Long-term Versus Short-Term Orientation

The final dimension of national cultural studied by Hofstede is long- versus short-term orientation. This dimension was found in the responses to student surveys in 23 countries and to the Chinese Value Survey. It refers to the extent to which a society programs its members to accept delayed gratification of their material, social, and emotional needs. Based on Hofstede’s findings, the United States and Great Britain rank 28 and 29, respectively, out of 30 countries for which this dimension was measured; although the states of East Africa have been found to have even more of a short-term orientation than these two countries. This dimension is measured at the individual level in terms of regard for savings, thrift, and tradition.

Almond and Verba did not include a measure of long- versus short-term orientation in The Civic Culture. Indeed, this dimension was not included in the original IBM cross-cultural surveys. Rather, it was added based on values suggested by Chinese scholars after the publication of the first edition of Culture’s Consequences. As Hofstede explains, the Chinese Values Survey introduced in the second edition of this book was “composed from the values inventory suggested by Eastern minds, which only partly covered the themes judged important in the West. In fact, the long- versus short-term orientation dimension appears to be based on items reminiscent of the teachings of Confucius on both of its poles.”

As shown in Table 19 below, the only question related to long-term versus short-term orientation included in the 1996 NES survey suggests that this dimension may not be directly related to voter turnout in the United States.

Table 19: More emphasis should be placed on tradition

Percentage who   Voted Didn’t vote
Agree 85 77 23
Disagree 7 77 23
Other and don’t know 8 74 26


Based on the findings of this paper alone, it is not possible to draw firm conclusions about whether widespread cultural changes in the U.S. electorate can account for the decline in voter turnout. However, these findings do suggest a need for further study on the effects of intergenerational replacement in the U.S. electorate. Putnam’s findings on differences between age groups on interpersonal trust and civic engagement suggest that it may be useful to examine whether there are generational differences along other cultural indicators related to voter turnout. In particular, it might be useful to examine generational differences in levels of interest in politics, feelings of subjective political competence, interpersonal trust, and participation in charitable organizations.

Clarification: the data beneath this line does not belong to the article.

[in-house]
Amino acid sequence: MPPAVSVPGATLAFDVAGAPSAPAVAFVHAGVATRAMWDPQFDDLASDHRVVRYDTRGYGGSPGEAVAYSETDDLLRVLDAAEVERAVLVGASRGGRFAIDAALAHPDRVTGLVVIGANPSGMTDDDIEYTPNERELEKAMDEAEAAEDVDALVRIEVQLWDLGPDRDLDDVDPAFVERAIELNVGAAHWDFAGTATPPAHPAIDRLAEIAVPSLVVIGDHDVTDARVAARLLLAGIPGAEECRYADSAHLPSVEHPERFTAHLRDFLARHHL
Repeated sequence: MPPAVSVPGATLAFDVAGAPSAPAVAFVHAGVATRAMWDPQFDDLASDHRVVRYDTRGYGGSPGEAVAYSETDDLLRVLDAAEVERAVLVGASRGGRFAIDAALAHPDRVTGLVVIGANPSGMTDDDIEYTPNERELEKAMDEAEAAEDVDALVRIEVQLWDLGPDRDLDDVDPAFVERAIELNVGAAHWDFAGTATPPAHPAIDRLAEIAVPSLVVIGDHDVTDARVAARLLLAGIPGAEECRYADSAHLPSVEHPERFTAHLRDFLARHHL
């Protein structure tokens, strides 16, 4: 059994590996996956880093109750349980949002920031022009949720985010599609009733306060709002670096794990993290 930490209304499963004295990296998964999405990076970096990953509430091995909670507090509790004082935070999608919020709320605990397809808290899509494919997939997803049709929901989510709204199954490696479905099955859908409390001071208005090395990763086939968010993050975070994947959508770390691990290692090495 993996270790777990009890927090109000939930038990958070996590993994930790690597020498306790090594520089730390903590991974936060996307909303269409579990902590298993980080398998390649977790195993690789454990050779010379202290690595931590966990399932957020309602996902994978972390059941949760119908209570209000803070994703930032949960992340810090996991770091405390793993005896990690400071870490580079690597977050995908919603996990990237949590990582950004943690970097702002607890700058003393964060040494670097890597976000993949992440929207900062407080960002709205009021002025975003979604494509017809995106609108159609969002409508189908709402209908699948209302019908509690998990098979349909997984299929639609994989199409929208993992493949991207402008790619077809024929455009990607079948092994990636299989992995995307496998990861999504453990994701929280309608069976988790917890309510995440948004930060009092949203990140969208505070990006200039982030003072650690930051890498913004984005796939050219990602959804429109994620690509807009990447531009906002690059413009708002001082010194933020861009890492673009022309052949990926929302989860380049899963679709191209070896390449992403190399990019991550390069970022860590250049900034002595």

[1] Niemi, Richard G. and Weisberg, Herbert F. Controversies in Voting Behavior. 2001. CQ Press, Washington, D.C.

[2] Ibid, page 33.

[3] Putnam, Robert D. “Turning in, Turning Out: The Strange Disappearance of Social Capital in America” in Controversies in Voting Behavior. 2001. CQ Press, Washington, D.C. chapter 3.

[4] Leighly, Jan E., and Arnold Vedlitz. 1999. “Race, Ethnicity, and Political Participation: Competing Models and Contrasting Explanations.” Journal of Politics 61:1092-114.

[5] Highton, Benjamin and Raymond E. Wolfinger, 1998. “Estimating the Effects of the National Voter Registration Act of 1993.” Political Behavior 20:79-104; and Karp, Jeffrey A., and Susan Banducci. 2000. “Going Postal: How all-Mail Elections Influence Turnout.” Political Behavior 22:223-238.

[6] Goldstein, Ken, and Paul Freedman. 2002. “Campaign Advertising and Voter Turnout: New Evidence for a Stimulation Effect.” Journal of Politics 64: 721-740 and Kahn, Kim Fridkin, and Patrick J. Kenney 1999. “Do Negative Campaigns Mobilize or Suppress Turnout? Clarifying the Relationship between Negativity and Participation. American Political Science Review. 93:877-889.

[7] Citrin, Jack. 1974. Comment: The Political Relevance of Trust in Government.” The American Political Science Review: 68: 973-988.

[8] Abramson, Paul R. and John J. Aldrich. 1982. The Decline of Electoral Participation in America. The American Political Science Review 76:502-521.

[9]  Putnam, Robert D. “Turning in, Turning Out: The Strange Disappearance of Social Capital in America” in Controversies in Voting Behavior. 2001. CQ Press, Washington, D.C. chapter 3.

[10] Almond, Gabriel A. and Verba, Sidney. The Civic Culture. Princeton University Press, Princeton, NJ. 1963.

[11] Ibid, page 5.

[12] Ibid, page 8.

[13] Ibid, page 8.

[14] Hofstede, Geert. Culture’s Consequences 2d edition. Sage Publications, London, U.K. 2001. This book has provoked a great deal of controversy. While some researchers, such as B. McSweeney (see “Hofstede’s Model of National Cultural Research” in Human Relations 55:19-117 2002) have criticized Hofstede’s methodology, the cultural differences measured by Hofstede’s indexes in Culture’s Consequences have been validated by about 200 other comparative studies—including Almond and Verba’s The Civic Culture—not related to IBM. (See Appendix 6 of Culture’s Consequences, pps. 503-520).

[15] Ibid, page 1.

[16] Ibid, page 1.

[17] Ibid, page 41.

[18] Ibid, page 110.

[19] Inglehart, Ronald. Culture Shift in Advanced Industrial Society. Princeton University Press, Princeton, NJ.1990.

[20] Brady, Henry E., Sidney Verba, and Kay Lehman Schlozman. 1995. Beyond SES: A Resource Model of Political Participation. The American Political Science Review 89: 271-294.

[21] Hofstede, Geert. Culture’s Consequences. page 146.

[22] Ibid, page 146.

[23] Ibid, page 171.

[24] Abramson, Paul R. and John H. Aldrich. 1982. The Decline in Electoral Participation in America. The American Political Science Review 76: 502-521.

[25] Ibid, page 512.

[26] Hofstede, Geert. Culture’s Consequences, page 209.

[27] Hofstede, Geert. Culture’s Consequences, page 317.

[28] Putnam, Robert. “The Disappearance of Social Capital in America” in Controversies in Voting Behavior, CQ Press, Washington, D.C. 2001 (Chapter 3).

[29] Ibid, page 57.

[30] Ibid, page 57.

© 2016 VMag